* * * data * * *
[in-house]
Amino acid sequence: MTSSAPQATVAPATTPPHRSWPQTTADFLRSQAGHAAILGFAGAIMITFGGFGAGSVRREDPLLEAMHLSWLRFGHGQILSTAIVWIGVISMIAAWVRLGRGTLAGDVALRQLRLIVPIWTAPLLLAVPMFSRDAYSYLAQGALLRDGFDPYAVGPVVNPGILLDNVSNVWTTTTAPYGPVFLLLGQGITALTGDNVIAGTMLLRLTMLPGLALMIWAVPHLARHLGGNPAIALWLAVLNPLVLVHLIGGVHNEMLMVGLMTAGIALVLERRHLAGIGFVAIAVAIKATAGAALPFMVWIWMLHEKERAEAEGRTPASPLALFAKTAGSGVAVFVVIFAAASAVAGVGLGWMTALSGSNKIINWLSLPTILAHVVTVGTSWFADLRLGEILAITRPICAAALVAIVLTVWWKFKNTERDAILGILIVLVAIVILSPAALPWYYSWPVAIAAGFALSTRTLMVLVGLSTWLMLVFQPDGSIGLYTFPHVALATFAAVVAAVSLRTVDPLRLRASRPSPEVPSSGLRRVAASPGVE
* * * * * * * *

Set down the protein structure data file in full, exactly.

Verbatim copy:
[in-house]
Amino acid sequence: MTSSAPQATVAPATTPPHRSWPQTTADFLRSQAGHAAILGFAGAIMITFGGFGAGSVRREDPLLEAMHLSWLRFGHGQILSTAIVWIGVISMIAAWVRLGRGTLAGDVALRQLRLIVPIWTAPLLLAVPMFSRDAYSYLAQGALLRDGFDPYAVGPVVNPGILLDNVSNVWTTTTAPYGPVFLLLGQGITALTGDNVIAGTMLLRLTMLPGLALMIWAVPHLARHLGGNPAIALWLAVLNPLVLVHLIGGVHNEMLMVGLMTAGIALVLERRHLAGIGFVAIAVAIKATAGAALPFMVWIWMLHEKERAEAEGRTPASPLALFAKTAGSGVAVFVVIFAAASAVAGVGLGWMTALSGSNKIINWLSLPTILAHVVTVGTSWFADLRLGEILAITRPICAAALVAIVLTVWWKFKNTERDAILGILIVLVAIVILSPAALPWYYSWPVAIAAGFALSTRTLMVLVGLSTWLMLVFQPDGSIGLYTFPHVALATFAAVVAAVSLRTVDPLRLRASRPSPEVPSSGLRRVAASPGVE